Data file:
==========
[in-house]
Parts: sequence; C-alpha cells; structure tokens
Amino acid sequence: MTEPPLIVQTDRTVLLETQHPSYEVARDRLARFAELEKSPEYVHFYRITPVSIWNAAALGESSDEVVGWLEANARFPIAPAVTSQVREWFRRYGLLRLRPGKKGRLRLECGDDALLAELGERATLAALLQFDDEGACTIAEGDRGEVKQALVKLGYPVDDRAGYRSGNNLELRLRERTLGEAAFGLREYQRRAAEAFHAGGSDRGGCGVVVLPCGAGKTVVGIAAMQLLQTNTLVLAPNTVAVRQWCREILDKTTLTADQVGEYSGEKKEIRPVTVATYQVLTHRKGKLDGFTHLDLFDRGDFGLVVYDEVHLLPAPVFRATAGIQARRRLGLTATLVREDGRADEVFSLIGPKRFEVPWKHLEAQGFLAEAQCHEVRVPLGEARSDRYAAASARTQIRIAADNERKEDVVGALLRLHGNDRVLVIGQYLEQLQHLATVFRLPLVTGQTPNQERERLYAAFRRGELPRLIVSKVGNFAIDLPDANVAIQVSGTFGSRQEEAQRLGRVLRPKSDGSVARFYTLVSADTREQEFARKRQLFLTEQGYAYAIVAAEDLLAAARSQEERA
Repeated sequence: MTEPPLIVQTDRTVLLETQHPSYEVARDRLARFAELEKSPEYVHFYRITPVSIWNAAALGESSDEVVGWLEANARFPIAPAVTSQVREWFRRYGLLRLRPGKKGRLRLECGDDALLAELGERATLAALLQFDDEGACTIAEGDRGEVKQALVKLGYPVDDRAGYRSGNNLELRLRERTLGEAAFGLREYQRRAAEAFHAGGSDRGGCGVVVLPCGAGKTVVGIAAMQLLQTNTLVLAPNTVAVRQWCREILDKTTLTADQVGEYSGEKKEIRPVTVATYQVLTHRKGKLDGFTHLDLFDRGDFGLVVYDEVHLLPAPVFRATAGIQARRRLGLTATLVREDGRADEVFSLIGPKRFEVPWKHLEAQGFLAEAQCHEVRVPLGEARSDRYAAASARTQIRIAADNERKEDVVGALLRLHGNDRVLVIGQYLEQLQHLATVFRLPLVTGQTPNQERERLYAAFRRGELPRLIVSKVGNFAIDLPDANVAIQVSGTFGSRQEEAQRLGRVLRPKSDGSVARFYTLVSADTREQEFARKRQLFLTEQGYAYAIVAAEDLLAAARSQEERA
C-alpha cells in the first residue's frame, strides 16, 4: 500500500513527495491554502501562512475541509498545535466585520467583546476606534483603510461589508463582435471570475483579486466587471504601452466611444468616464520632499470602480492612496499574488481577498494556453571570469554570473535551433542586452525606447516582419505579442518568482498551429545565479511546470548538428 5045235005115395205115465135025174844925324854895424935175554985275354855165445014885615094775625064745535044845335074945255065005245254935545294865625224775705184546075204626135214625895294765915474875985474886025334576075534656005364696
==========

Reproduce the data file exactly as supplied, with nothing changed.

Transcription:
[in-house]
Parts: sequence; C-alpha cells; structure tokens
Amino acid sequence: MTEPPLIVQTDRTVLLETQHPSYEVARDRLARFAELEKSPEYVHFYRITPVSIWNAAALGESSDEVVGWLEANARFPIAPAVTSQVREWFRRYGLLRLRPGKKGRLRLECGDDALLAELGERATLAALLQFDDEGACTIAEGDRGEVKQALVKLGYPVDDRAGYRSGNNLELRLRERTLGEAAFGLREYQRRAAEAFHAGGSDRGGCGVVVLPCGAGKTVVGIAAMQLLQTNTLVLAPNTVAVRQWCREILDKTTLTADQVGEYSGEKKEIRPVTVATYQVLTHRKGKLDGFTHLDLFDRGDFGLVVYDEVHLLPAPVFRATAGIQARRRLGLTATLVREDGRADEVFSLIGPKRFEVPWKHLEAQGFLAEAQCHEVRVPLGEARSDRYAAASARTQIRIAADNERKEDVVGALLRLHGNDRVLVIGQYLEQLQHLATVFRLPLVTGQTPNQERERLYAAFRRGELPRLIVSKVGNFAIDLPDANVAIQVSGTFGSRQEEAQRLGRVLRPKSDGSVARFYTLVSADTREQEFARKRQLFLTEQGYAYAIVAAEDLLAAARSQEERA
Repeated sequence: MTEPPLIVQTDRTVLLETQHPSYEVARDRLARFAELEKSPEYVHFYRITPVSIWNAAALGESSDEVVGWLEANARFPIAPAVTSQVREWFRRYGLLRLRPGKKGRLRLECGDDALLAELGERATLAALLQFDDEGACTIAEGDRGEVKQALVKLGYPVDDRAGYRSGNNLELRLRERTLGEAAFGLREYQRRAAEAFHAGGSDRGGCGVVVLPCGAGKTVVGIAAMQLLQTNTLVLAPNTVAVRQWCREILDKTTLTADQVGEYSGEKKEIRPVTVATYQVLTHRKGKLDGFTHLDLFDRGDFGLVVYDEVHLLPAPVFRATAGIQARRRLGLTATLVREDGRADEVFSLIGPKRFEVPWKHLEAQGFLAEAQCHEVRVPLGEARSDRYAAASARTQIRIAADNERKEDVVGALLRLHGNDRVLVIGQYLEQLQHLATVFRLPLVTGQTPNQERERLYAAFRRGELPRLIVSKVGNFAIDLPDANVAIQVSGTFGSRQEEAQRLGRVLRPKSDGSVARFYTLVSADTREQEFARKRQLFLTEQGYAYAIVAAEDLLAAARSQEERA
C-alpha cells in the first residue's frame, strides 16, 4: 500500500513527495491554502501562512475541509498545535466585520467583546476606534483603510461589508463582435471570475483579486466587471504601452466611444468616464520632499470602480492612496499574488481577498494556453571570469554570473535551433542586452525606447516582419505579442518568482498551429545565479511546470548538428 5045235005115395205115465135025174844925324854895424935175554985275354855165445014885615094775625064745535044845335074945255065005245254935545294865625224775705184546075204626135214625895294765915474875985474886025334576075534656005364696